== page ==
#AFC £395m revenue (TV £183m, commercial £116m, match day £96m) was not enough to cover £428m expenses (including £232m wages, £91m player amortisation and £85m other expenses), leading to £33m operating loss. Offset by £12m profit on player sales, but had £12m interest payable.
#AFC cash flow hit by adverse £44m working capital movement. Spent £62m (net) on players (purchases £118m, sales £56m), £19m on Emirates loan (£10m interest + £9m debt) and £13m on capex. Only Big Six club with net cash outflow £64m, partly due to delayed season ticket renewals.
Read 14 tweets
One question often asked by football fans is “Where has all the money gone?” The answer is partly found in a club’s profit and loss account, but the cash flow statement is also relevant here. Of course, cash is particularly important now with the challenges presented by COVID-19.
A club’s profit and loss account is easy to understand, i.e. basically revenue less expenses (mainly player wages), but this is a technical profit based on the accountants’ accruals concept, which can be very different from actual cash movements.
This is important, as the main reason that football clubs fail is cash flow problems. It does not matter how large your revenue is (or your profits are), if you do not have the cash to pay your players, suppliers or indeed the taxman, then you will find yourself in trouble.
Read 43 tweets
Southampton’s 2018/19 financial results covered a “second consecutive difficult season” when they finished 16th in the Premier League. Manager Mark Hughes was replaced by Ralph Hasenhüttl in December 2018. Some thoughts in the following thread #SaintsFC
#SaintsFC went from £35m pre-tax profit to £41m loss, a swing of £76m, mainly due to profit on player sales decreasing by £48m from £69m to £21m (Virgil van Dijk sale prior year). Revenue also down £3m (2%) to £150m, while expenses grew £25m. After tax, £29m profit to £34m loss.
#SaintsFC £3m revenue fall was driven by broadcasting’s £4m (4%) decrease from £117m to £113m, mainly due to fewer Premier League shown live. Match day was also down £2.2m (11%) from £19.2m to £17.0m, but commercial rose £3.4m (21%) from £16.4m to £19.8m.
Read 39 tweets
During the lockdown I’ve been playing with the presentation format of a football club’s finances to provide a “cut out and keep” overview. This is a 2-pager with one page showing all the key figures for the last 2 seasons, the other showing graphical trends for the last 5 years.
In terms of financials, the first page includes revenue, expenses, wages, player trading, profit, debt and transfers.

It also shows key standing data, sporting performance and details of the main sponsorship deals.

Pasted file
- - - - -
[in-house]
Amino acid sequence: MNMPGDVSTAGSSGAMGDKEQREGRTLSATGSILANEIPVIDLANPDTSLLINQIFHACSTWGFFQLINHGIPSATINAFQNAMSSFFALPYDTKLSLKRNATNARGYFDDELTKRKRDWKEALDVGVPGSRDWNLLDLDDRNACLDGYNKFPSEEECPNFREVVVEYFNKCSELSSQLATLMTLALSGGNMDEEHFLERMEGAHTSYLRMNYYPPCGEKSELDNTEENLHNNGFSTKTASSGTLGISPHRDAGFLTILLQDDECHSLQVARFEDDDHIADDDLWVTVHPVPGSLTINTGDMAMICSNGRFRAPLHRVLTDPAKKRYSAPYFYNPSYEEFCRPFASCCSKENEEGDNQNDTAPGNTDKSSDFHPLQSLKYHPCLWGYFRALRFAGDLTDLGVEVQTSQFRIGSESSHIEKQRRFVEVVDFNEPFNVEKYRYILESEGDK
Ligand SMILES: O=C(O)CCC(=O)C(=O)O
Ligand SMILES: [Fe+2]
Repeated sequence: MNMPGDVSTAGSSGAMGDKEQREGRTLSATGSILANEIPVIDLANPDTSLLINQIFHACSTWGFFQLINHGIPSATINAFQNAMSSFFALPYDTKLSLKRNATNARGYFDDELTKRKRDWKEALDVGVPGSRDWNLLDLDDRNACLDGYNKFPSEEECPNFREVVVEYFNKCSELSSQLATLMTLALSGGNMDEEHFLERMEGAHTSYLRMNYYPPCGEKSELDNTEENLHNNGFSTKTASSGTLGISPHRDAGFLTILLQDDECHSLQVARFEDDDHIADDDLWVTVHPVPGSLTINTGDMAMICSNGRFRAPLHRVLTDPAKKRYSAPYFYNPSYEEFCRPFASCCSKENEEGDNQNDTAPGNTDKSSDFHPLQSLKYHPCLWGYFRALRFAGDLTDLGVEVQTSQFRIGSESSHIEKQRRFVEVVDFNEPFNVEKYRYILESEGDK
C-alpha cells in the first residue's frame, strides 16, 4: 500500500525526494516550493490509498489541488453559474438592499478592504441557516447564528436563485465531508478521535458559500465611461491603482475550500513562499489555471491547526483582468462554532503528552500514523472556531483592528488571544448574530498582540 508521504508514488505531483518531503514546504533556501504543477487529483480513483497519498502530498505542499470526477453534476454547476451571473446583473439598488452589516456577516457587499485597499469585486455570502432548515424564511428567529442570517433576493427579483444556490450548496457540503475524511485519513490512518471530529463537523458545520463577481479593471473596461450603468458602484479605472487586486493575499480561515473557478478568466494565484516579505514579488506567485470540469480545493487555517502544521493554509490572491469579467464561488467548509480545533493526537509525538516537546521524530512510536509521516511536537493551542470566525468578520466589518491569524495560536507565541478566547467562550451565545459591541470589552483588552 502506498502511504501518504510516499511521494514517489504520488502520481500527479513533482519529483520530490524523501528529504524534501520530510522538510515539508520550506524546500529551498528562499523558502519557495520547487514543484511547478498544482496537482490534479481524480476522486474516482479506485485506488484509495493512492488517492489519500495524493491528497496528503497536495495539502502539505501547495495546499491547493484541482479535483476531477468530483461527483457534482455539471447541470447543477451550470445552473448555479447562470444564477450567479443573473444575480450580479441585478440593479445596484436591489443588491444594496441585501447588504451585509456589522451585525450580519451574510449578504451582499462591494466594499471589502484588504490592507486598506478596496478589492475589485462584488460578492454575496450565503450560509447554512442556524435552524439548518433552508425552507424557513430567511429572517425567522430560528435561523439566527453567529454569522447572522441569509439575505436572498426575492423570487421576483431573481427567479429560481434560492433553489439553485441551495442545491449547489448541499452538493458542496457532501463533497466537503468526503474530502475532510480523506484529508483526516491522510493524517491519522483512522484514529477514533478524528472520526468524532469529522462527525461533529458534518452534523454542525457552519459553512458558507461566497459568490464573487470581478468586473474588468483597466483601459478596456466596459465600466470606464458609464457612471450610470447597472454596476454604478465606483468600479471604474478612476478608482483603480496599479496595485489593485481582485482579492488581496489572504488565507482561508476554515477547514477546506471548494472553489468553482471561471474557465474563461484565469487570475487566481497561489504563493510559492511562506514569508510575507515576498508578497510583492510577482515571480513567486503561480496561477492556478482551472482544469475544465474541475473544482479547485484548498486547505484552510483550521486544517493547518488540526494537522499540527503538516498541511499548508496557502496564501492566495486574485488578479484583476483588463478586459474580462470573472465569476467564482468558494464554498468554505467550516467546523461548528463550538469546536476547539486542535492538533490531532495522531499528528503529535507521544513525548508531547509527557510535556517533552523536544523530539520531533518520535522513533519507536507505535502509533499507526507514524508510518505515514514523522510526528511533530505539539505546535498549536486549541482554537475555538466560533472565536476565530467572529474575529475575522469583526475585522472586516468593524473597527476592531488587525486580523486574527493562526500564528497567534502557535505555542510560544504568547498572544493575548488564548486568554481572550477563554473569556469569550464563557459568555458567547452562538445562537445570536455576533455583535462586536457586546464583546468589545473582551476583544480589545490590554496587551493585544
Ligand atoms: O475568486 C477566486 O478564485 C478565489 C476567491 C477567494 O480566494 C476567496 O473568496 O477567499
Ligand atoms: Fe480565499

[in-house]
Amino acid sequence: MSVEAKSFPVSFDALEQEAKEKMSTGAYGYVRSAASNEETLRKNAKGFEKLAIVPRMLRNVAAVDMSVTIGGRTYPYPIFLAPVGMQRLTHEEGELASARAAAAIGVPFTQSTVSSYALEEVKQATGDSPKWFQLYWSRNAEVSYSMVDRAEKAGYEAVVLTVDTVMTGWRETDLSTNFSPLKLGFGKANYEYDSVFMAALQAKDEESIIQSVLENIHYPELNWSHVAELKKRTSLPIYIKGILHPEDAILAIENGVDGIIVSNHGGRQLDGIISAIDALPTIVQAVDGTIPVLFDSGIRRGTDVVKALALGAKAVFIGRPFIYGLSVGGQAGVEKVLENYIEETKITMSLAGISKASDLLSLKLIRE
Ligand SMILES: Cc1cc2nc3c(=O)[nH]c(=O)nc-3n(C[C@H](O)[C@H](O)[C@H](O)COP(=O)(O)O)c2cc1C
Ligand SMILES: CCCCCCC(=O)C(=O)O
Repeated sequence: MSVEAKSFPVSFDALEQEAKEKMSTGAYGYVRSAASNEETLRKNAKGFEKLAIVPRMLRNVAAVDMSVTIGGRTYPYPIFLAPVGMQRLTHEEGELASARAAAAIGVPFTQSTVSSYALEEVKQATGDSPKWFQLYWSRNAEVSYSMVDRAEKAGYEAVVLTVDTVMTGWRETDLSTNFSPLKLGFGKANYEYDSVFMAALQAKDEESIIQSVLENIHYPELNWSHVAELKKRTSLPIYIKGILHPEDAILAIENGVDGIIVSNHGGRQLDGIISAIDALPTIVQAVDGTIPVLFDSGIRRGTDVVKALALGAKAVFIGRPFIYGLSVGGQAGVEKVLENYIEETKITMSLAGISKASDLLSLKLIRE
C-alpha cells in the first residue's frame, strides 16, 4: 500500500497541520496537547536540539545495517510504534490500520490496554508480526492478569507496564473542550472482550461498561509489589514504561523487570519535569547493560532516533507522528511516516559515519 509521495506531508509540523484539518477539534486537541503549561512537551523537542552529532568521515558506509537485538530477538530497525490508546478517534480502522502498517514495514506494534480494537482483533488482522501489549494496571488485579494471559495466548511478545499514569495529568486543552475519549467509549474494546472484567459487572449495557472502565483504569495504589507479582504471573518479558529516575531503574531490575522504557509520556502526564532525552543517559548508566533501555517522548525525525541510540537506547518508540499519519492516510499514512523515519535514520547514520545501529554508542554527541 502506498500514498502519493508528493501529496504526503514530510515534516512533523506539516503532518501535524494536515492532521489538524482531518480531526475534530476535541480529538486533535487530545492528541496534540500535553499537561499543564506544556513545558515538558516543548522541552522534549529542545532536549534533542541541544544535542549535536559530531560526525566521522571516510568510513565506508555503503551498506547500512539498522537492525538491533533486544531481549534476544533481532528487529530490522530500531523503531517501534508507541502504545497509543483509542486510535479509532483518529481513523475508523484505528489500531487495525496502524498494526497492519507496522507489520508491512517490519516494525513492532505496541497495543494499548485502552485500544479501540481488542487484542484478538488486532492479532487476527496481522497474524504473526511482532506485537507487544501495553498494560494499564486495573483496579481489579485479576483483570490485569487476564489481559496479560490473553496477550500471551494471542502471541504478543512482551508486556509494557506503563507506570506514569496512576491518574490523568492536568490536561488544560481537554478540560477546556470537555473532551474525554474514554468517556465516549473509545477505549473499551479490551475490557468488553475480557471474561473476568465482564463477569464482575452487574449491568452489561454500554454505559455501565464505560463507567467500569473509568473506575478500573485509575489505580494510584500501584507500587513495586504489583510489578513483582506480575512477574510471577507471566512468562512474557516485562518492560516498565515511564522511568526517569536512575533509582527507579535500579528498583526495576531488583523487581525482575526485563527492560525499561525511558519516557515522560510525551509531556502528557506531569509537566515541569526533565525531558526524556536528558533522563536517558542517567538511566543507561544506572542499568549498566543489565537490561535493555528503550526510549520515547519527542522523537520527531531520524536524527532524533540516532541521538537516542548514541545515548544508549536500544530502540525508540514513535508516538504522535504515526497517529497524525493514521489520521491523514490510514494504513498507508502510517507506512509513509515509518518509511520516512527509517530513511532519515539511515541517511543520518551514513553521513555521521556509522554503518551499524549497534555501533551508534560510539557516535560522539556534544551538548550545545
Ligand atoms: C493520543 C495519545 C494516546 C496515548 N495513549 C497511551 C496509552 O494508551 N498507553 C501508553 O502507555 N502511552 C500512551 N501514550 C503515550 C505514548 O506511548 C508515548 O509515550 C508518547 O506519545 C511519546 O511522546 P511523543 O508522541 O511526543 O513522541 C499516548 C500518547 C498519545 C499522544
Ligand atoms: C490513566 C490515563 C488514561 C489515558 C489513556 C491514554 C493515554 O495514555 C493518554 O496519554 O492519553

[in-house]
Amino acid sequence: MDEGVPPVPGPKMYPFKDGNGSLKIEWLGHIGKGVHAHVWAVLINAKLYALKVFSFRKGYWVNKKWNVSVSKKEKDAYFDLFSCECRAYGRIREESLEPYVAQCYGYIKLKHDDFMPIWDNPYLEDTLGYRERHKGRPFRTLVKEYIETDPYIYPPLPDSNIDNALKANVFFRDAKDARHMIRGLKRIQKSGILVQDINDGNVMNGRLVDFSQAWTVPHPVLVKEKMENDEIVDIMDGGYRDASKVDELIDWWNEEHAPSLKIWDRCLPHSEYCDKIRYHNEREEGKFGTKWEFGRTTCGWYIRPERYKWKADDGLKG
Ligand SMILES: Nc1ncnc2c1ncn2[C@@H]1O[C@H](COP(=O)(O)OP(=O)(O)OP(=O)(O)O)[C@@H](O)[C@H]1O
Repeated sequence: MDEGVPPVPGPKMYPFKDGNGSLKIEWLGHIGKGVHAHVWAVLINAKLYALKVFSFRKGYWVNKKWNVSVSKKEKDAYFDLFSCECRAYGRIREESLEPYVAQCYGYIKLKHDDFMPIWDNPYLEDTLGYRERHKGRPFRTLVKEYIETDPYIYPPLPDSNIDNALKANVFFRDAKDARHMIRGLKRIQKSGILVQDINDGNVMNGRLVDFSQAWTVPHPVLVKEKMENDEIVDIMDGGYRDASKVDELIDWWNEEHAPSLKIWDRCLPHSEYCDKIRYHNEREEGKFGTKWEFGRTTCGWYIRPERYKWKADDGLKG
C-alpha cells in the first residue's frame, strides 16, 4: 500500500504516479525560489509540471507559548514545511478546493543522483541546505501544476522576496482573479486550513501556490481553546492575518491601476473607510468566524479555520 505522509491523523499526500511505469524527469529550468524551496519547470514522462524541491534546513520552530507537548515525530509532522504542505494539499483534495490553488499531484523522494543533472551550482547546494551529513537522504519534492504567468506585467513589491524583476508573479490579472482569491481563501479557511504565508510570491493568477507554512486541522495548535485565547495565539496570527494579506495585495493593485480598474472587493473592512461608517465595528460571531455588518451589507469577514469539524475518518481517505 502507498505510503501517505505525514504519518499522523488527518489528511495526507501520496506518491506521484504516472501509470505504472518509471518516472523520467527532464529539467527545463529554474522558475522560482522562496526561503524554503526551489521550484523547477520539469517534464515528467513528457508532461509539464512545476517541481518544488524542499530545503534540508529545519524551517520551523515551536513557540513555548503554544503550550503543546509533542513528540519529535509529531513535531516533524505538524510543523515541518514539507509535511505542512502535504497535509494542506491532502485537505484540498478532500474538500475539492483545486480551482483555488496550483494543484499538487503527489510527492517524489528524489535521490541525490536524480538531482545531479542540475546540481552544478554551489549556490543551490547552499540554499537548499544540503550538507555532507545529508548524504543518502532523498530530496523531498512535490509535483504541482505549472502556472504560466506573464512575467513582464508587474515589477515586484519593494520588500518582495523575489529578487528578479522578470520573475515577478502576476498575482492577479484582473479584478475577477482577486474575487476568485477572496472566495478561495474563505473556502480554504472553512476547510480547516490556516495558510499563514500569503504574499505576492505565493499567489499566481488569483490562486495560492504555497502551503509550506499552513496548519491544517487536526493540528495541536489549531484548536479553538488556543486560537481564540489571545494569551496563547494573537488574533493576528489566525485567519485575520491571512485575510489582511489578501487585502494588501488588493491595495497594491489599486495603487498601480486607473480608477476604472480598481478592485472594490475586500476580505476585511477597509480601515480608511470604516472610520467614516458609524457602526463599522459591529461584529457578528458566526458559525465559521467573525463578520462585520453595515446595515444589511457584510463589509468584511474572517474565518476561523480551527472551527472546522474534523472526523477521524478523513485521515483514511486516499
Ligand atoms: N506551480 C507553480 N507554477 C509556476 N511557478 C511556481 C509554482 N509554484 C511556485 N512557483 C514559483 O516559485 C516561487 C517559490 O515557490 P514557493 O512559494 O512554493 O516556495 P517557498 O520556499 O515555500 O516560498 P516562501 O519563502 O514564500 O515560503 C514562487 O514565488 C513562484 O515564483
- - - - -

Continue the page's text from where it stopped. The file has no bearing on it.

Finally has rankings against other clubs in the division.
I’ve opted to include 6 graphs as a trade-off between coverage and ease of reading:
- revenue
- expenses (wages and player amortisation)
- operating profit (plus EBITDA)
- profit before tax (plus profit from player sales)
- debt (plus cash)
- transfers (“net spend, fella”).
Read 12 tweets
Burnley’s 2018/19 financial results covered a season when they finished 15th in the Premier League, securing a fourth consecutive season in the top flight, and competed in Europe for the first time in over 50 years. Some thoughts follow #BurnleyFC
#BurnleyFC profit before tax dropped from a club record £45m to £5m, mainly because profit on player sales fell £24m from £31m to £7m, though revenue was also slightly lower at £138m and expenses increased £15m. Profit after tax was down from £37m to £4m.
#BurnleyFC £1m (1%) revenue fall was very largely driven by broadcasting’s £7m (5%) decrease from £122m to £115m, due to lower prize money for finishing 15th (against 7th prior year). In contrast, commercial rose £4.6m (39%) to £16.5m and match day was up £0.7m (13%) to £6.3m.
Read 39 tweets
This thread revisits the impact of the coronavirus pandemic on the football world, specifically focusing on the Premier League. Although England’s top flight may be in a stronger position than lower leagues, it still faces immense financial challenges, due to lost revenue.
First, the usual caveat that many of the numbers used are estimates, based on figures that are not current (largely 2018/19 accounts), but they should give a decent indication of the impact. As John Maynard Keynes asserted, “It is better to be roughly right than precisely wrong.”
On the face of it, Premier League clubs should be fine, given that they generate an impressive £5.2 bln revenue between them. However, this disguises the fact that the Big Six account for £3 bln of this total, i.e. around 60%, leaving £2.2 bln shared between the other 14 clubs.
Read 44 tweets
Huddersfield Town’s 2018/19 financial results accounts cover a season when they finished 20th in the Premier League, so were relegated after 2 years in the top flight. Manager David Wagner was replaced by Jan Siewert in January 2019. Some thoughts in the following thread #HTAFC
After these accounts closed, chairman Dean Hoyle sold a 75% controlling ownership stake to Pure Sports Consultancy Limited, a previous shirt sponsor, owned by lifelong #HTAFC fan Phil Hodgkinson. Danny Cowley was appointed manager in September, assisted by his brother Nicky.
#HTAFC profit before tax fell £26m from £30m to £4m, as revenue decreased £6m (5%) from £125m to £119m, profit on player sales halved from £6m to £3m and expenses rose £17m. After tax, prior season’s £26m profit was down to £3m, as the tax charge dropped from £4.1m to £0.5m. Image
Read 39 tweets
Tottenham Hotspur’s 2018/19 financial results covered a successful season when they reached the Champions League final, finished fourth in the Premier League and got to EFL Cup semi-finals. Home games played at Wembley until new stadium opened in April. Some thoughts follow #THFC
#THFC profit before tax dropped by £52m from £139m to a still excellent £87m, as revenue rose £80m (21%) to a club record £461m, but profit on player sales fell £62m to £11m and expenses increased £70m. Profit after tax decreased £44m from £113m to £69m.
All three #THFC revenue streams had significant growth: broadcasting rose £43m (22%) from £201m to £244m, due to reaching the Champions League final; commercial increased £26m (24%) from £109m to £135m; while match day was up £11m (15%) from £71m to £82m.
Read 49 tweets